Camps Bay has only achieved a “fair” rating for five years running, and is the site of a controversial marine outfall releasing about three million litres of sewage per day 1.4km off the beach at a depth of 23 metres. This sewage is untreated except for being pumped through a mesh to collect solids.
Three Anchor Bay is rated “poor” every year except in 2016, when it was rated “fair”. The pollution here is caused by fats and oils illegally poured down the stormwater system, which terminates at the bay. The report notes that an attempt to install an ultraviolet light disinfectant system in the stormwater pipes “failed within a few hours, as the high fat and oil content smothered the systems”.
It goes on to state it is “unlikely that poor water quality at Three Anchor Bay is the result of the Green Point marine outfall” which pushes about 30 million litres of sieved sewage into the ocean every day.
The report does not deal with the cause of pollution at Saunders Rocks, which lies on a promontory almost exactly between the Greenpoint and Camps Bay marine outfalls. Reasons for chronic pollution at The Kom are also not provided, although the report notes it is the site of a sewage pump station.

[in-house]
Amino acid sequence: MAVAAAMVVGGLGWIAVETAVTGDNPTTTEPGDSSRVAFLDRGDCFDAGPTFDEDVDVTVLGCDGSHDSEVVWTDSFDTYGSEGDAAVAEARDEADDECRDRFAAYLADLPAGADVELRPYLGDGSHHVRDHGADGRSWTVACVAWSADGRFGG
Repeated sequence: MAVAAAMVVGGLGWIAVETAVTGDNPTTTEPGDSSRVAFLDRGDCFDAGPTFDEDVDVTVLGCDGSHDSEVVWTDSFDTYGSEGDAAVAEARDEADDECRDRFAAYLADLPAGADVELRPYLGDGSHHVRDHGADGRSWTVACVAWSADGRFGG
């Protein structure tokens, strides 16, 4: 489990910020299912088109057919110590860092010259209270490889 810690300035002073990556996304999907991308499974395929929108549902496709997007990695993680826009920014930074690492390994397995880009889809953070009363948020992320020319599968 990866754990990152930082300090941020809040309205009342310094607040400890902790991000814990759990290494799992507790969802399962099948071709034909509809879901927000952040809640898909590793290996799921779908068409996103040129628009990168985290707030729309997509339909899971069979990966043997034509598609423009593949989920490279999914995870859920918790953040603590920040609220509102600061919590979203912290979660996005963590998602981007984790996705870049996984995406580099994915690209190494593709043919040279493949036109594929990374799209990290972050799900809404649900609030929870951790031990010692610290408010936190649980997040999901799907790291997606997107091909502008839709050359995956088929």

The City, via Water and Waste Mayco Member XantheaLimberg, has consistently denied that these sewage outfalls pose a risk to human health or the environment, although some scientists disagree.
The report does note that the “discrete spikes in bacteria counts” at Simonstown’s Long Beach, which has also failed water quality guidelines for five years running and is the site of a sewage pump station, are “are almost certainly linked to sewer pump station failure and overflow, and, possibly, effluent from the wastewater treatment works discharging under certain ocean conditions”. This may serve as an explanation for pollution at The Kom.